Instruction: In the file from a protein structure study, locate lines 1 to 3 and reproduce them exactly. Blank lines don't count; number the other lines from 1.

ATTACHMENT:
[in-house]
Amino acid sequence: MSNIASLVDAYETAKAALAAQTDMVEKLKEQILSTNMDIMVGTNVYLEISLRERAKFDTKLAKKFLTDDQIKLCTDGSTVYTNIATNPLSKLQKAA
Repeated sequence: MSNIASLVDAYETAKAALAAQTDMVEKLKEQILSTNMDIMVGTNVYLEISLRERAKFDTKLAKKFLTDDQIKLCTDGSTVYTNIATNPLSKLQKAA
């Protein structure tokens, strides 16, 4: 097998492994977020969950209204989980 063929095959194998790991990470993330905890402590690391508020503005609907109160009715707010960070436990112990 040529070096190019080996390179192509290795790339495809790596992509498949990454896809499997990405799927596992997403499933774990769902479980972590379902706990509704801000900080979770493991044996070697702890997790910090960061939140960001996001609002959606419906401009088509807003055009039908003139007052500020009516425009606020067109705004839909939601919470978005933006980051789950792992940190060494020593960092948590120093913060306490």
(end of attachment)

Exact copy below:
[in-house]
Amino acid sequence: MSNIASLVDAYETAKAALAAQTDMVEKLKEQILSTNMDIMVGTNVYLEISLRERAKFDTKLAKKFLTDDQIKLCTDGSTVYTNIATNPLSKLQKAA
Repeated sequence: MSNIASLVDAYETAKAALAAQTDMVEKLKEQILSTNMDIMVGTNVYLEISLRERAKFDTKLAKKFLTDDQIKLCTDGSTVYTNIATNPLSKLQKAA